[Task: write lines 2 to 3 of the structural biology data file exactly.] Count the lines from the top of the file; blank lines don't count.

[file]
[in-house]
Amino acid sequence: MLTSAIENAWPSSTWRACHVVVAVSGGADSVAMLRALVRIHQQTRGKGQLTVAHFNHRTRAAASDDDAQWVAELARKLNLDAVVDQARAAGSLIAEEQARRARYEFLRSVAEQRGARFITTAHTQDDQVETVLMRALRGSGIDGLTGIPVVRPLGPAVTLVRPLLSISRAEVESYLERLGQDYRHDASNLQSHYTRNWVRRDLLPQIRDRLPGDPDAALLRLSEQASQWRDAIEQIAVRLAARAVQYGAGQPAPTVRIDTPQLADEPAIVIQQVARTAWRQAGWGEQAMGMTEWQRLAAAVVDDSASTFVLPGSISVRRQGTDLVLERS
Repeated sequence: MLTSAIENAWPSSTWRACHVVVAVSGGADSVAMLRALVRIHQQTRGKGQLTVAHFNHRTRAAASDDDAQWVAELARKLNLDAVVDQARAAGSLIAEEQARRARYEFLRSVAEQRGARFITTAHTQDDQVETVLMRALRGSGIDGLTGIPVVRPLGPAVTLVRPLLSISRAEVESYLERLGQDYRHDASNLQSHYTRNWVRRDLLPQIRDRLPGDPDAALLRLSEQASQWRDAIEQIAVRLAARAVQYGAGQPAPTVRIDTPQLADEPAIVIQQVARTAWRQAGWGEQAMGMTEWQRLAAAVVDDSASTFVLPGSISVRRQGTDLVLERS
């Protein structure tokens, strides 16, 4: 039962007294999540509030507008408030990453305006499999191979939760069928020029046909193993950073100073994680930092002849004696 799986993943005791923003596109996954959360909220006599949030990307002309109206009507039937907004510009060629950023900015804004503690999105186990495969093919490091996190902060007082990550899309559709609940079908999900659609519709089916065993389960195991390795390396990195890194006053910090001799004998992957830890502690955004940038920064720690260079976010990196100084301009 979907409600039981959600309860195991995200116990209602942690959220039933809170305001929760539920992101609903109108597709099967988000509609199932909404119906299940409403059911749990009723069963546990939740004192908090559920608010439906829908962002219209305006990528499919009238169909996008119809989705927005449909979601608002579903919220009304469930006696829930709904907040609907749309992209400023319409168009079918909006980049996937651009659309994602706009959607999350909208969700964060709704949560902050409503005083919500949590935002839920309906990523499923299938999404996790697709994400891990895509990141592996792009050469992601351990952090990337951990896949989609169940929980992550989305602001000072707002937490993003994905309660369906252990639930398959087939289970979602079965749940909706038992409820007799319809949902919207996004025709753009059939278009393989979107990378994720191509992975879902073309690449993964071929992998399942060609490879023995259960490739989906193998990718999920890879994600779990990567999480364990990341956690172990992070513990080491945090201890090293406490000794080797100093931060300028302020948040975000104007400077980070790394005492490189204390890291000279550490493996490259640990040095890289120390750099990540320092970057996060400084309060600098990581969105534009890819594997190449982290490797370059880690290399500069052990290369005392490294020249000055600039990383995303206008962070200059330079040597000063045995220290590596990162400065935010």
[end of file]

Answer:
Amino acid sequence: MLTSAIENAWPSSTWRACHVVVAVSGGADSVAMLRALVRIHQQTRGKGQLTVAHFNHRTRAAASDDDAQWVAELARKLNLDAVVDQARAAGSLIAEEQARRARYEFLRSVAEQRGARFITTAHTQDDQVETVLMRALRGSGIDGLTGIPVVRPLGPAVTLVRPLLSISRAEVESYLERLGQDYRHDASNLQSHYTRNWVRRDLLPQIRDRLPGDPDAALLRLSEQASQWRDAIEQIAVRLAARAVQYGAGQPAPTVRIDTPQLADEPAIVIQQVARTAWRQAGWGEQAMGMTEWQRLAAAVVDDSASTFVLPGSISVRRQGTDLVLERS
Repeated sequence: MLTSAIENAWPSSTWRACHVVVAVSGGADSVAMLRALVRIHQQTRGKGQLTVAHFNHRTRAAASDDDAQWVAELARKLNLDAVVDQARAAGSLIAEEQARRARYEFLRSVAEQRGARFITTAHTQDDQVETVLMRALRGSGIDGLTGIPVVRPLGPAVTLVRPLLSISRAEVESYLERLGQDYRHDASNLQSHYTRNWVRRDLLPQIRDRLPGDPDAALLRLSEQASQWRDAIEQIAVRLAARAVQYGAGQPAPTVRIDTPQLADEPAIVIQQVARTAWRQAGWGEQAMGMTEWQRLAAAVVDDSASTFVLPGSISVRRQGTDLVLERS